This reconstruction reveals that the portal iwan was vaulted, and had a doorway on each side leading to corner rooms. Each chamber around the courtyard was connected to the next with doorways, thus creating a circumambulatory space around the courtyard. Student accommodation was organized around upper level of the courtyard. Of these rooms, only the courtyard facades survive.
The main sanctuary space is rectangular in shape, measuring 9 meters by 6.5 meters. Wide apses project at the center of each of the sides, with the southeast apse containing the mihrab. These apses are framed with segmental pointed arches whose tympanum is decorated with a pattern of painted leaves. Although the ceiling and dome of the main chamber has not survived, it is believed that a small ornamental dome of plaster kite-shaped panels spanned the ceiling at the center, while four half-domes at each of the four arches reduced the rectangle to a square below it. The portal iwan is 8.8 meters long by 4.6 meters wide with a pointed barrel vault. It contains a gallery along its back wall that is accessed by stairs adjacent to the hall to the southeast, and five panels of pointed arches along each lateral side resembling an arcade. Both the dome chamber and the portal iwan are decorated with painted panels of carved plaster in low relief. Albeit now in ruins, the face of the portal iwan and the surfaces of the courtyard arcades are decorated with mosaic faience.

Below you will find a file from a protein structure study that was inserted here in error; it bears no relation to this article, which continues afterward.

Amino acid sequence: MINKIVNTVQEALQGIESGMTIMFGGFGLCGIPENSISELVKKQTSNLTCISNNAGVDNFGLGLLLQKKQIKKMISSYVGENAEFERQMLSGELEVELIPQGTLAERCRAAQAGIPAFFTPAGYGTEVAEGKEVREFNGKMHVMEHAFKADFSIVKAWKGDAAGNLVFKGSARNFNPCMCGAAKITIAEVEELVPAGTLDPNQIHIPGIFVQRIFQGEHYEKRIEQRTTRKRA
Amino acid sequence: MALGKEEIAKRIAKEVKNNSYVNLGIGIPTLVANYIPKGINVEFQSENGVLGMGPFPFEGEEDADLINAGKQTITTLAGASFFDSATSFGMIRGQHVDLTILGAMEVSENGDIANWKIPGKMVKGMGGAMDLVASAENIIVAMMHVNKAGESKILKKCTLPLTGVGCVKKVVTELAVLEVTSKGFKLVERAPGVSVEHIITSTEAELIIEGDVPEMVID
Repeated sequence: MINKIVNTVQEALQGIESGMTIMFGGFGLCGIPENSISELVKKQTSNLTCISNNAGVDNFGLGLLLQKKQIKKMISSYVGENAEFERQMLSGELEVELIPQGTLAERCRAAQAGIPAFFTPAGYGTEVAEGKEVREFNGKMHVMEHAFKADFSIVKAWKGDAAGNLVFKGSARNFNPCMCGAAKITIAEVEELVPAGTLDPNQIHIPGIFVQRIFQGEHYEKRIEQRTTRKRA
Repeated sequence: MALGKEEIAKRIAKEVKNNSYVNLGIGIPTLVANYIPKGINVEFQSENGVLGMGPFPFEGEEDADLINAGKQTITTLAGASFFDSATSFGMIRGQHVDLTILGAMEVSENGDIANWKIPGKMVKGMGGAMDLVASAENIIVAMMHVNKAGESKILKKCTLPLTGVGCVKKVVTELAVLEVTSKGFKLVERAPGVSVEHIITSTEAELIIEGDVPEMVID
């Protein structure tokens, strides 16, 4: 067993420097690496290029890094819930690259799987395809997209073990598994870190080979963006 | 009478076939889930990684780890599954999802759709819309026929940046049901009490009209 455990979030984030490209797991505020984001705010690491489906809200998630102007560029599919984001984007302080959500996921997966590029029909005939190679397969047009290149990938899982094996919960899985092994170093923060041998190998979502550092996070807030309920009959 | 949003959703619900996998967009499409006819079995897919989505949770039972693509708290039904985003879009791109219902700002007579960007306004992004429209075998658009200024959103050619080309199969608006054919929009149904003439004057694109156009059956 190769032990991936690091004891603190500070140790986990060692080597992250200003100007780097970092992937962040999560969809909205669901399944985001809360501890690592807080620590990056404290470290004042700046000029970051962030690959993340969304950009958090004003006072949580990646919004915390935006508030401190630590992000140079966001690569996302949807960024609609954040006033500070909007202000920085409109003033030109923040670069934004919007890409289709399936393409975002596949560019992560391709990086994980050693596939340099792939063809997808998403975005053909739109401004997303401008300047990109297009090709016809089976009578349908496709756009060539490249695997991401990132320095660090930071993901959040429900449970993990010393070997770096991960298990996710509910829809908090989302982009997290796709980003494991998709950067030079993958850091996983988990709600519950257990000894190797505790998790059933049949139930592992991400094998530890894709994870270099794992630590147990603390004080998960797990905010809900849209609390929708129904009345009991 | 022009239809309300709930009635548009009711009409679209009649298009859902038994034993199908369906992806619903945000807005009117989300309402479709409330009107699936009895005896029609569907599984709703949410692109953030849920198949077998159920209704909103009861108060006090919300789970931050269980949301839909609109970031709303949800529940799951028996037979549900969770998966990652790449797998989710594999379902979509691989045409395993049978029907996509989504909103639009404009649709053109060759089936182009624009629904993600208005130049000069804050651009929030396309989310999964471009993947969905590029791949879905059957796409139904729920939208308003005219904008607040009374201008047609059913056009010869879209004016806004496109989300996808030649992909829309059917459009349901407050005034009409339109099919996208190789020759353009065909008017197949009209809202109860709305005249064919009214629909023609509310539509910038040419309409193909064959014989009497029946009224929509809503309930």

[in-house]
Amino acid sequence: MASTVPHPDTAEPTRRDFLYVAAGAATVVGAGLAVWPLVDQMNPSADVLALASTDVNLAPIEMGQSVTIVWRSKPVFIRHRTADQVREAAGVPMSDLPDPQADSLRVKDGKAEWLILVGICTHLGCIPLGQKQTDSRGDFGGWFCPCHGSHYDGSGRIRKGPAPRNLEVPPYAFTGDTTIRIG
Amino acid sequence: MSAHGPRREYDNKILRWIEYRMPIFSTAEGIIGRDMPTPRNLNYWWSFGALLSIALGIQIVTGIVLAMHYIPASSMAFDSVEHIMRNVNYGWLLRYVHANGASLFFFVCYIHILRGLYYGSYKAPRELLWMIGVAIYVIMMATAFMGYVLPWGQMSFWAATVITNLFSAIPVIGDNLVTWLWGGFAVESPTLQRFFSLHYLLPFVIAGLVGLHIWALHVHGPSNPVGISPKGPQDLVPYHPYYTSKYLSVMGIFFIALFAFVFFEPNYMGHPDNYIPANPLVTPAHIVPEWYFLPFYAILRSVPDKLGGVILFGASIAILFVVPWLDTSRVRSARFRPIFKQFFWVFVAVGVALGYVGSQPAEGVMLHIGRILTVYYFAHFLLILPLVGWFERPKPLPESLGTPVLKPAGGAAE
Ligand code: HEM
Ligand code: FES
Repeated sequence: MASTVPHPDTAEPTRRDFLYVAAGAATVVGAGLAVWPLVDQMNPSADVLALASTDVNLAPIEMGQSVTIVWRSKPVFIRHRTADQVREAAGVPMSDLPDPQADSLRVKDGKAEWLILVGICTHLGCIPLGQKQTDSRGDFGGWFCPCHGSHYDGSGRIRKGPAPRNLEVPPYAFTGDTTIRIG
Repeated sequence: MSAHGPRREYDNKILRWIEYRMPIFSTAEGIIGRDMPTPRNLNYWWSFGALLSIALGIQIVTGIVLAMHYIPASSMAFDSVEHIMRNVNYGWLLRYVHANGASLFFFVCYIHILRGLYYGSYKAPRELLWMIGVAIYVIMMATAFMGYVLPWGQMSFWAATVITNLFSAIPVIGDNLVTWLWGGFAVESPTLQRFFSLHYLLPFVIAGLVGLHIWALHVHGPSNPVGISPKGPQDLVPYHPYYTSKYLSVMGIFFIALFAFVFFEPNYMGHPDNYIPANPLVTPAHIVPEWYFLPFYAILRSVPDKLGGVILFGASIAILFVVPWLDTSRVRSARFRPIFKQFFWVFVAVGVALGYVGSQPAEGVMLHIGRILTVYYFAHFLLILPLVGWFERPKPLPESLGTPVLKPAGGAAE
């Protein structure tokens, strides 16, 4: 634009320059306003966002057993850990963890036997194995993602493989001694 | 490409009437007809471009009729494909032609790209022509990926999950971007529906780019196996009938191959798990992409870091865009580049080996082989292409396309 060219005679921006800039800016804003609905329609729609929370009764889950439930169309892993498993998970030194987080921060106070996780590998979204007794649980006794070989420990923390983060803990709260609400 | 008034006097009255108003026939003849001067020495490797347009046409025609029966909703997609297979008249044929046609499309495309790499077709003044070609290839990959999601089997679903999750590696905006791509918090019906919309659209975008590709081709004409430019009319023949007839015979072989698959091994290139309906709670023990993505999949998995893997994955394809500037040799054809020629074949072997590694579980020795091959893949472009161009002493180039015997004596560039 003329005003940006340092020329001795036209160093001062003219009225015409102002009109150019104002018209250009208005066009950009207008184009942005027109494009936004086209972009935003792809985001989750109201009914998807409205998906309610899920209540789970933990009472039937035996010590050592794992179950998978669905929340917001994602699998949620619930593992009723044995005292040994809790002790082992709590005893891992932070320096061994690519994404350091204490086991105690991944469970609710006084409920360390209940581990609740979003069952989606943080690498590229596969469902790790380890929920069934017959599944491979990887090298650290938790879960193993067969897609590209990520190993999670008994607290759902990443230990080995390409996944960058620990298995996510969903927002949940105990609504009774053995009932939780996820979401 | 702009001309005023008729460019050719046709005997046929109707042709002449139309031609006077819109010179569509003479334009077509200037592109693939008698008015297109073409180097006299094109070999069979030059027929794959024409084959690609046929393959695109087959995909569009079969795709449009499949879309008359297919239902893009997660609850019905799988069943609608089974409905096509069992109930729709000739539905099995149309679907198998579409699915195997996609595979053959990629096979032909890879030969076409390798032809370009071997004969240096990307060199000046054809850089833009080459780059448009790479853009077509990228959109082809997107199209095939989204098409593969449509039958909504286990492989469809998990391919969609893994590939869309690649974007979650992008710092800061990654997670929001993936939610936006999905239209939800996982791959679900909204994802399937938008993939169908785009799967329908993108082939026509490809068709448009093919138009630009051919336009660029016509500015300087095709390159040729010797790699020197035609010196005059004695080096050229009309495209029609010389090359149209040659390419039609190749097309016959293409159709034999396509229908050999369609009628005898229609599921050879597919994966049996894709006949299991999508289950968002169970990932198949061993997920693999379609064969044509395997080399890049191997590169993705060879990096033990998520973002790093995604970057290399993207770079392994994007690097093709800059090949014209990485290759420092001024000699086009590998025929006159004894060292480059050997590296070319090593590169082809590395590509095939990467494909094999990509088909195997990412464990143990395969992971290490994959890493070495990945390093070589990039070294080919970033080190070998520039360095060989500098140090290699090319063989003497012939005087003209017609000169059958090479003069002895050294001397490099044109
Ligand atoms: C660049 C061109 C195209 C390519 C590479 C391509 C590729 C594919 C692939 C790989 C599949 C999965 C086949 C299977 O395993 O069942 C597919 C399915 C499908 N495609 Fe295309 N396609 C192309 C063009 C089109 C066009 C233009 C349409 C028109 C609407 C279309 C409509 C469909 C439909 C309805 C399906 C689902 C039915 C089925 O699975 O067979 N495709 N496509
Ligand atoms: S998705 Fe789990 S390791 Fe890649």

Hillenbrand, Robert. 2000. Islamic Architecture: Form, Function, and Meaning. Edinburgh: Edinburgh University Press, 224,226,520.
Holod-Tretiak, Renata. 1973. The Monuments of Yazd, 1300-1450: Architecture, Patronage and Setting. Ph. D. Thesis. Harvard University.
Pope, Arthur Upham and Phyllis Ackerman. 1977. A Survey of Persian Art. Tehran: Soroush Press, 1090-1091.
Pourjavady, N. (ed.) and E. Booth-Clibborn. 2001. The Splendour of Iran. London: Booth-Clibborn Editions, 167, 475.
Wilber, Donald N. 1955. The Architecture of Islamic Iran: The Il Khanid Period. New York: Greenwood Press, Publishers, 103,186.